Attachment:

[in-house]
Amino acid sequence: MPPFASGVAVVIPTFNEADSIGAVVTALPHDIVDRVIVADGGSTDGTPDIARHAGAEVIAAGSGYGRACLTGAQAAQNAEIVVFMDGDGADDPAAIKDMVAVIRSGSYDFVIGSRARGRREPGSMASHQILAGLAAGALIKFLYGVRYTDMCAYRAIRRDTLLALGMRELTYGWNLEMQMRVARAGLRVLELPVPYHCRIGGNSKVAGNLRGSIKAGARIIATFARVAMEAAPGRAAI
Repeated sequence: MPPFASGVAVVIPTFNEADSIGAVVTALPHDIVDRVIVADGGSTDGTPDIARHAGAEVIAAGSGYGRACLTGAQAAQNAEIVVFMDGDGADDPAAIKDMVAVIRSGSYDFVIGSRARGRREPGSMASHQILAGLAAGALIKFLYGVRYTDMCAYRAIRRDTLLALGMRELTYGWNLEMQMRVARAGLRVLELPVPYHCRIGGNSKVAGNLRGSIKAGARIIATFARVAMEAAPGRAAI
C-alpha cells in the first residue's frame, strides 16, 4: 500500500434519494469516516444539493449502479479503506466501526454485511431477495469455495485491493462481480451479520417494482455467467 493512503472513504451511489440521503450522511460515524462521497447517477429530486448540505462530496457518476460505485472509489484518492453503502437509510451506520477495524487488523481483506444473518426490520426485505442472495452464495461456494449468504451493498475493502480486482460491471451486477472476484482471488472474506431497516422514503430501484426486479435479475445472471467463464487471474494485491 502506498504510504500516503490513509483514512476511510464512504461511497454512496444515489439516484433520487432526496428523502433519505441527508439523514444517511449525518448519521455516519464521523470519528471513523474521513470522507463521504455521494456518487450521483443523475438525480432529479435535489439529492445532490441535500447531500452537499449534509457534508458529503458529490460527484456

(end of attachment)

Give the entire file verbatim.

[in-house]
Amino acid sequence: MPPFASGVAVVIPTFNEADSIGAVVTALPHDIVDRVIVADGGSTDGTPDIARHAGAEVIAAGSGYGRACLTGAQAAQNAEIVVFMDGDGADDPAAIKDMVAVIRSGSYDFVIGSRARGRREPGSMASHQILAGLAAGALIKFLYGVRYTDMCAYRAIRRDTLLALGMRELTYGWNLEMQMRVARAGLRVLELPVPYHCRIGGNSKVAGNLRGSIKAGARIIATFARVAMEAAPGRAAI
Repeated sequence: MPPFASGVAVVIPTFNEADSIGAVVTALPHDIVDRVIVADGGSTDGTPDIARHAGAEVIAAGSGYGRACLTGAQAAQNAEIVVFMDGDGADDPAAIKDMVAVIRSGSYDFVIGSRARGRREPGSMASHQILAGLAAGALIKFLYGVRYTDMCAYRAIRRDTLLALGMRELTYGWNLEMQMRVARAGLRVLELPVPYHCRIGGNSKVAGNLRGSIKAGARIIATFARVAMEAAPGRAAI
C-alpha cells in the first residue's frame, strides 16, 4: 500500500434519494469516516444539493449502479479503506466501526454485511431477495469455495485491493462481480451479520417494482455467467 493512503472513504451511489440521503450522511460515524462521497447517477429530486448540505462530496457518476460505485472509489484518492453503502437509510451506520477495524487488523481483506444473518426490520426485505442472495452464495461456494449468504451493498475493502480486482460491471451486477472476484482471488472474506431497516422514503430501484426486479435479475445472471467463464487471474494485491 502506498504510504500516503490513509483514512476511510464512504461511497454512496444515489439516484433520487432526496428523502433519505441527508439523514444517511449525518448519521455516519464521523470519528471513523474521513470522507463521504455521494456518487450521483443523475438525480432529479435535489439529492445532490441535500447531500452537499449534509457534508458529503458529490460527484456